This pauri (stanza), revealed by Guru Nanak Sahib, is accompanied by five saloks. The first salok comprises four lines and conveys that by renouncing self-interest and submitting to the Owner, a servant enjoys the happiness and closeness of the Owner. The second salok contains two lines and conveys that efforts to conceal the truth are futile despite all attempts. The third salok comprises five lines, while the fourth and fifth include two lines each. These three saloks highlight the inalienable fact that an immature friendship and egotistical love are temporary. This pauri advises seekers to be ever obedient to the Owner.
mahalā 2.
nāli iāṇe dostī vaḍārū siu nehu.
pāṇī andari līk jiu tis da thāu na thehu.4.
Literal Translation
Interpretive Transcreation
Poetical Dimension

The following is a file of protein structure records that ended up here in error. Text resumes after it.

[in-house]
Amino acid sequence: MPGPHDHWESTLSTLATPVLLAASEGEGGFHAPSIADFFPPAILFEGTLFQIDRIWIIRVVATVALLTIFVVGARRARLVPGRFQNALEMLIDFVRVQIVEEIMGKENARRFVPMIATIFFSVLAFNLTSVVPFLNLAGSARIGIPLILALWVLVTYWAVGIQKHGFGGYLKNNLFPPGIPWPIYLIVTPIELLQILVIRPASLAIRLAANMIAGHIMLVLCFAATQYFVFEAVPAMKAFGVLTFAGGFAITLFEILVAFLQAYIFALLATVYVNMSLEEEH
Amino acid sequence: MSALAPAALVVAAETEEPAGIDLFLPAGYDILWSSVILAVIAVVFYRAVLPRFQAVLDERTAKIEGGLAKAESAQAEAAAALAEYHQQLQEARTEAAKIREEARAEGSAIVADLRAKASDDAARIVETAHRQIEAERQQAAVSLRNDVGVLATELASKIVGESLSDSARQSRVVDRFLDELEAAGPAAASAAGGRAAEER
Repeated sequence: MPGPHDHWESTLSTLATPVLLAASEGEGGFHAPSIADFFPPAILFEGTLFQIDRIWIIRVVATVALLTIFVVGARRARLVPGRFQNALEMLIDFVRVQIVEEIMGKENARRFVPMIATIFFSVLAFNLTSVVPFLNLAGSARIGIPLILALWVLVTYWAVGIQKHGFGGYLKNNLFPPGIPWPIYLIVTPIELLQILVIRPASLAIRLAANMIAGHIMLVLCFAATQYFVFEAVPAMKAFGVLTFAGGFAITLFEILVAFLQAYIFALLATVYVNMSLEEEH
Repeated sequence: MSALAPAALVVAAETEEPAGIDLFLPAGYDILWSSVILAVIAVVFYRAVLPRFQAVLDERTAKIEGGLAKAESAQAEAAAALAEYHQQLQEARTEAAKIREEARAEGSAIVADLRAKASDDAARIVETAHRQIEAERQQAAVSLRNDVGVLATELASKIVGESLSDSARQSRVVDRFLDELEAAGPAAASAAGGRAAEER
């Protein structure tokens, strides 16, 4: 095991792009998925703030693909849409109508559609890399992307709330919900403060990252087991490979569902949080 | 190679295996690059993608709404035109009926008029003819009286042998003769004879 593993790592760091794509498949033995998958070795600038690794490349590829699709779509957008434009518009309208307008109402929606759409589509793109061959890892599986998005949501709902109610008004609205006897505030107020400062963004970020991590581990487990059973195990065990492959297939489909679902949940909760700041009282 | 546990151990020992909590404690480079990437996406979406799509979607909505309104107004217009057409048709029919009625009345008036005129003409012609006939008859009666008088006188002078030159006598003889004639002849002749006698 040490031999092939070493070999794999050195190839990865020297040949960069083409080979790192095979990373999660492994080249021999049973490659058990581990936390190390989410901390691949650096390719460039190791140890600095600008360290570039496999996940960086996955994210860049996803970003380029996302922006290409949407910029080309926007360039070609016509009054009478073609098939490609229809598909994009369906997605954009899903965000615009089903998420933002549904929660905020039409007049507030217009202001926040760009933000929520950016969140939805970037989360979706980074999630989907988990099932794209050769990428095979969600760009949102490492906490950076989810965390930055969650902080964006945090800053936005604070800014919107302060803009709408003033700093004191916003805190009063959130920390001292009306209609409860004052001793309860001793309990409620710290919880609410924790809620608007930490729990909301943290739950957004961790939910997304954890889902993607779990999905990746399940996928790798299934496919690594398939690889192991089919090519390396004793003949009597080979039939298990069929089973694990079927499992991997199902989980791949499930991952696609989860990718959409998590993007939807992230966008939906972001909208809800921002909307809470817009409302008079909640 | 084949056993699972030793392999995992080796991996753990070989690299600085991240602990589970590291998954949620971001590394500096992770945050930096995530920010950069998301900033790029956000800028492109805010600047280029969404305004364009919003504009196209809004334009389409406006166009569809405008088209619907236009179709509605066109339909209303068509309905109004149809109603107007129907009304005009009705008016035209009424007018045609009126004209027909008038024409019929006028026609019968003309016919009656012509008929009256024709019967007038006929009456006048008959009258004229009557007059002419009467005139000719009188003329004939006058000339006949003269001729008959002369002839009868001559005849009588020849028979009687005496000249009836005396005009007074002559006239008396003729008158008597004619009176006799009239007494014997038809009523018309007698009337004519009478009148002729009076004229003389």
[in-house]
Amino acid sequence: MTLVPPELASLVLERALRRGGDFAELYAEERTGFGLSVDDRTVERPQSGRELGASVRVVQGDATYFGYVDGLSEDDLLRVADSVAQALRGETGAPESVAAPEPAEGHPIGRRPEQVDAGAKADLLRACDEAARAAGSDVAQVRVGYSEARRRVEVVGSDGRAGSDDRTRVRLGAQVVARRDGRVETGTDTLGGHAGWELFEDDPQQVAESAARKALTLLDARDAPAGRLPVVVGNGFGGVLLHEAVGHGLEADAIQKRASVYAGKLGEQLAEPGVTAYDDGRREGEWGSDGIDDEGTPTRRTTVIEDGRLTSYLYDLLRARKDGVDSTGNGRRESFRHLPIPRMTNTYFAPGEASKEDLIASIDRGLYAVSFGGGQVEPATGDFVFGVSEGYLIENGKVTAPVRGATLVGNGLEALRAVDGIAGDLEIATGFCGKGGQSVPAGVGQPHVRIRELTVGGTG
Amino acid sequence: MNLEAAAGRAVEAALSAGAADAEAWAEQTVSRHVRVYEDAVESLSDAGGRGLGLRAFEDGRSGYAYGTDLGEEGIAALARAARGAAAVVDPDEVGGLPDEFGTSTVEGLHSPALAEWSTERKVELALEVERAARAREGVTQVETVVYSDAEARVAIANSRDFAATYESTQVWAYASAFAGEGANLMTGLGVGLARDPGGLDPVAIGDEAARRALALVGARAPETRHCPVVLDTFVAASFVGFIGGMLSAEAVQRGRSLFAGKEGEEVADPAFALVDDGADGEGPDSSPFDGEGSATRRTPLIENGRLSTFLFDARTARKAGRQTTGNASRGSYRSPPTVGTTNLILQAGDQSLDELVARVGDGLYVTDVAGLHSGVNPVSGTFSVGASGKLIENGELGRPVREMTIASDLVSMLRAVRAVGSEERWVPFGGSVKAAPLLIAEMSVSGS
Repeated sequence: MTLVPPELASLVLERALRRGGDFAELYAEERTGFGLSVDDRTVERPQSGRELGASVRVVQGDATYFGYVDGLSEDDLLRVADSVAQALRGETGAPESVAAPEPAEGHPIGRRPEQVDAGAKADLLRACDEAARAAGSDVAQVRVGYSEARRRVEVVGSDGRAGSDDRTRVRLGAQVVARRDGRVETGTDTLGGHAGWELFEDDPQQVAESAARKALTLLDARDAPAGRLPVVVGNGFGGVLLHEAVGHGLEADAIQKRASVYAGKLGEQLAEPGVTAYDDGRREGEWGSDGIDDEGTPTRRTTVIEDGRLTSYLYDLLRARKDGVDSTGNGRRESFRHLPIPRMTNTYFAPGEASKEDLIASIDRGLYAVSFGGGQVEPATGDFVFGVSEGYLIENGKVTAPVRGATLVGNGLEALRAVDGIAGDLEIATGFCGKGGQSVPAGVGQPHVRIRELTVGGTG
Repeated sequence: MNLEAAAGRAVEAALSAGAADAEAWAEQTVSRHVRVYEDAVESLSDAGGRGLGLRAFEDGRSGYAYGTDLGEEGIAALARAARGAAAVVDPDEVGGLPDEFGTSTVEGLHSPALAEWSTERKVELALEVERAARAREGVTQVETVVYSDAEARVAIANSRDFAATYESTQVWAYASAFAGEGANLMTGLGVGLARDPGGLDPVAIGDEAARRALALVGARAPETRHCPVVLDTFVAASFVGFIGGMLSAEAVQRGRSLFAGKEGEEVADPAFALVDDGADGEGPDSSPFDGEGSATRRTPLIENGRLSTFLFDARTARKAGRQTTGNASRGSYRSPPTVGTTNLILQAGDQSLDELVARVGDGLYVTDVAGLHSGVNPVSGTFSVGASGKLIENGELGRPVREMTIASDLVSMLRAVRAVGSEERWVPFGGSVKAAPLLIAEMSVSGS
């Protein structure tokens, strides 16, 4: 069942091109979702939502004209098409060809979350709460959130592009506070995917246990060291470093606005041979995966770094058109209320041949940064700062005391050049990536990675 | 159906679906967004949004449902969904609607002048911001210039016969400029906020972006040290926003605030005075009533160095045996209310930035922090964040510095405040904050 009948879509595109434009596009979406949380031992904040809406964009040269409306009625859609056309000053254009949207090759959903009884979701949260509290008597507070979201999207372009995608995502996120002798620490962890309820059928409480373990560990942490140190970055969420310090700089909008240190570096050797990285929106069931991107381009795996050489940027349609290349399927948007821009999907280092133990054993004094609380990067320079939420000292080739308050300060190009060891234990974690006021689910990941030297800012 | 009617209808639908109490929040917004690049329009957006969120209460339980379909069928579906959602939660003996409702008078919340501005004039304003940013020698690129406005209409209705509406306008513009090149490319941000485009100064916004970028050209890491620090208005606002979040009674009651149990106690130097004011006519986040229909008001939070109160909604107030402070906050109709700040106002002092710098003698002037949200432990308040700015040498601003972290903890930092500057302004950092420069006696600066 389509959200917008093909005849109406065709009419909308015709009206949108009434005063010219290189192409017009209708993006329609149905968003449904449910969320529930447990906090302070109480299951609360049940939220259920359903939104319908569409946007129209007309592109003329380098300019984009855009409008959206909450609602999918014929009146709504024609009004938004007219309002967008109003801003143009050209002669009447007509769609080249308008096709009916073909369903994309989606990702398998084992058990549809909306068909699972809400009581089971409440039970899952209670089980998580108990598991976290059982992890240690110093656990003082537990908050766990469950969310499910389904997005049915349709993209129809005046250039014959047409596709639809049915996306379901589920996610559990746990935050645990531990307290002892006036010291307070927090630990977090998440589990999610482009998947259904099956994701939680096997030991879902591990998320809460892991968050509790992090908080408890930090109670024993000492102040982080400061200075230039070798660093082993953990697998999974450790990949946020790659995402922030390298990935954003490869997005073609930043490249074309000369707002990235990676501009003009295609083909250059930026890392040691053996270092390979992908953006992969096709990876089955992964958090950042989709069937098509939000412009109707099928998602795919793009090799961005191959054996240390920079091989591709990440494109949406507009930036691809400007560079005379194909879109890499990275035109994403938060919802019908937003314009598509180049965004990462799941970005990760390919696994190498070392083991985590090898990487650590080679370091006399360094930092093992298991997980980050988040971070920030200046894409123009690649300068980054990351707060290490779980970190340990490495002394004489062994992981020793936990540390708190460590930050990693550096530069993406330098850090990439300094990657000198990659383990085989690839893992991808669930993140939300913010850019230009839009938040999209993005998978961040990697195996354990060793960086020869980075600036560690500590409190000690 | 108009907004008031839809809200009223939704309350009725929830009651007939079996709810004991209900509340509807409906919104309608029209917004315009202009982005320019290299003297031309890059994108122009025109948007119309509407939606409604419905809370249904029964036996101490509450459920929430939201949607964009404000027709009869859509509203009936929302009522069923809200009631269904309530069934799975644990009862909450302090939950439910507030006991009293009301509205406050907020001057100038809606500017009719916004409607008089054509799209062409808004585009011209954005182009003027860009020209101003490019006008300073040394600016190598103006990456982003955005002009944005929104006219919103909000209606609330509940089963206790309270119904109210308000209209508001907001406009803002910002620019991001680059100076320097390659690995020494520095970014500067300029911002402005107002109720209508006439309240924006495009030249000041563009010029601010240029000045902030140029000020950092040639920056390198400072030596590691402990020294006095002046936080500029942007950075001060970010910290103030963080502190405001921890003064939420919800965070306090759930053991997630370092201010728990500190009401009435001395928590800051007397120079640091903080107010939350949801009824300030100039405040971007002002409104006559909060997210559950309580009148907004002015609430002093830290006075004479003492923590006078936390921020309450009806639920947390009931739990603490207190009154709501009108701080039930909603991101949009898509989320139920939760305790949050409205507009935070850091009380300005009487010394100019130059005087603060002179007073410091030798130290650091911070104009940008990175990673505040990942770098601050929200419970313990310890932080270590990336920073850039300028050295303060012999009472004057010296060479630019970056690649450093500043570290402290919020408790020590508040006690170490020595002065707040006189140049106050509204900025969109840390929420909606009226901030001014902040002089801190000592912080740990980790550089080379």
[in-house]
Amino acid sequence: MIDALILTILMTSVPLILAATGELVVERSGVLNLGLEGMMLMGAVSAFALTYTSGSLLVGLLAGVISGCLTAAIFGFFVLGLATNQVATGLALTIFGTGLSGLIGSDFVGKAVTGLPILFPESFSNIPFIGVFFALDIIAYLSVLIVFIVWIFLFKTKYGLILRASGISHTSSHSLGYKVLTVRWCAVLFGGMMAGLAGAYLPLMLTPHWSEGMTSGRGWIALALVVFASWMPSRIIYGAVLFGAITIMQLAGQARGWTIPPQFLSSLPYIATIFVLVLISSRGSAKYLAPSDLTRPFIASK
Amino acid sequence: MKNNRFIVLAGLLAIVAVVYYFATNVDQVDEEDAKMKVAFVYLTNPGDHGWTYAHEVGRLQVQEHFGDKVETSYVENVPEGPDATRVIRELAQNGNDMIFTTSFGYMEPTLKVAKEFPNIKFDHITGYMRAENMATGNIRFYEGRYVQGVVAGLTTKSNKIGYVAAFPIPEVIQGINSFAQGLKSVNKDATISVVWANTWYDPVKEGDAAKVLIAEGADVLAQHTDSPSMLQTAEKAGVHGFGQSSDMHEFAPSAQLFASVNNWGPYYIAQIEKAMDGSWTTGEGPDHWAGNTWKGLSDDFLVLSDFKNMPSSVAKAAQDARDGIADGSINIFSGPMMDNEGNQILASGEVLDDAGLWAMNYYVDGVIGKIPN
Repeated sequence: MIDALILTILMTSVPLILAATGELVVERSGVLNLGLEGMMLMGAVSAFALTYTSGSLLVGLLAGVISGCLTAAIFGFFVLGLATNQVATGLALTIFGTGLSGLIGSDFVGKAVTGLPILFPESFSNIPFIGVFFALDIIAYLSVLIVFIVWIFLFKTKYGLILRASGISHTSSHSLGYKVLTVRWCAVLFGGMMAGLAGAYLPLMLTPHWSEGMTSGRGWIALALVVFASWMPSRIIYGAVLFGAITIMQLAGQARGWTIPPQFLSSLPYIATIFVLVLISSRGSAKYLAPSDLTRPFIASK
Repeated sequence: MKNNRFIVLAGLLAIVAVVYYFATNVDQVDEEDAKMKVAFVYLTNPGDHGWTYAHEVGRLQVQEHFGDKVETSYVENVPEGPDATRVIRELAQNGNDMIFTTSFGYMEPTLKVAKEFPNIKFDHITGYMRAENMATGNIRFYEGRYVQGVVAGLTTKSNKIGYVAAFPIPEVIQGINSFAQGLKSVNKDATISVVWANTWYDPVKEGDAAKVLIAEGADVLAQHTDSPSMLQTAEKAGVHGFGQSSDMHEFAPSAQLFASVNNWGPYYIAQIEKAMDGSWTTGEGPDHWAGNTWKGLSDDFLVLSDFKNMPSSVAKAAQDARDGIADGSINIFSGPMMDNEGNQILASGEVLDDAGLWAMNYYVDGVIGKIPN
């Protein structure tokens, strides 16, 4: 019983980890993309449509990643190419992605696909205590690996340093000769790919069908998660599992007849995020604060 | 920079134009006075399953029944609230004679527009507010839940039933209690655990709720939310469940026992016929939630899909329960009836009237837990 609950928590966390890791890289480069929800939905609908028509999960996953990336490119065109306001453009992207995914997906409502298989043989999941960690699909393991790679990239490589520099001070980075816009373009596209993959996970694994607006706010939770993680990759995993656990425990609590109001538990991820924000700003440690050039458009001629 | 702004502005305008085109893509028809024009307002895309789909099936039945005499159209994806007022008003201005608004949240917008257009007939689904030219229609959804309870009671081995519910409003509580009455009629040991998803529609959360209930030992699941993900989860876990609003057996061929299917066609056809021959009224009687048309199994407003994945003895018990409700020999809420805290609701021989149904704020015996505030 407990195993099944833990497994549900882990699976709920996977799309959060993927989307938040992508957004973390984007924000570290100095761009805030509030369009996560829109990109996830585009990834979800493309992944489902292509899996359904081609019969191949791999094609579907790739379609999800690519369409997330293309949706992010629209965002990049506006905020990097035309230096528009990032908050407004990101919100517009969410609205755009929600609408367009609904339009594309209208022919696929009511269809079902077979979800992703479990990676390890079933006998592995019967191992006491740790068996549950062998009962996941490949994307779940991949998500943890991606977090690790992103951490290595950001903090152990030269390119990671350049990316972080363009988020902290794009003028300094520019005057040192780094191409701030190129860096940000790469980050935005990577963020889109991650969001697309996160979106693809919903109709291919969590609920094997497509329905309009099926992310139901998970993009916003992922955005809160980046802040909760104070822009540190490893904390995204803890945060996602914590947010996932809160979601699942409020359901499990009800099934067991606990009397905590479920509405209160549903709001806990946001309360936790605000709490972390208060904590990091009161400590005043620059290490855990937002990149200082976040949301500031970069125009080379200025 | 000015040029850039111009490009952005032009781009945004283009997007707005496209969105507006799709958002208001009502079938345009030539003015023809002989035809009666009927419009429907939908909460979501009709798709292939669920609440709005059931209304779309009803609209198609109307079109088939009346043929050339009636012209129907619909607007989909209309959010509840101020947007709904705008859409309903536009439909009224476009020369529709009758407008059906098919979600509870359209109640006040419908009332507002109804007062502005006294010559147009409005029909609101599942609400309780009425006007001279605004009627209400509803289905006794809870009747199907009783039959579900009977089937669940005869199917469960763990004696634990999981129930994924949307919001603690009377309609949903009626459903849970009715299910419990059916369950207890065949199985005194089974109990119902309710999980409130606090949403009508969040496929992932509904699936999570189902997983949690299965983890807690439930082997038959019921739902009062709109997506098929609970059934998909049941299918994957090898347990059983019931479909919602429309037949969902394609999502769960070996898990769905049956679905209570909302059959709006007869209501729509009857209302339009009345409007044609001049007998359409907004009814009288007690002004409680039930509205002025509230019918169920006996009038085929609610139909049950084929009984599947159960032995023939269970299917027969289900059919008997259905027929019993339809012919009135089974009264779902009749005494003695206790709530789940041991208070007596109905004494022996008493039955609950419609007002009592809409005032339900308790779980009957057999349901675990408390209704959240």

Guru Nanak focuses on the questions we wrestle with as we form new relationships and maintain relationships we already have: which matters more to us? Friendship with the ignorant or love with the great? This is where we are caught up so often, measuring our relationships up against each other, trying to find the relationships that give us the largest net gain, calculating at every moment who will serve us best. Maybe with the ignorant, we get to make ourselves feel big, we get to feel important and looked up to, and we like the feeling of being placed on a pedestal. Maybe in friendships with those who are great or “bigger” than us, we get to ride their coattails up the ladder of social status and power, we get to feel honored that they keep us around, we get to feel powerful by proxy. But, for both of these types of relationships, Guru Nanak says, it is like we are drawing a line in the water. How long do they last? Only a moment, and then it is as if the water was never touched in the first place. These relationships are temporary and short-lived and ultimately do nothing for us in the long run.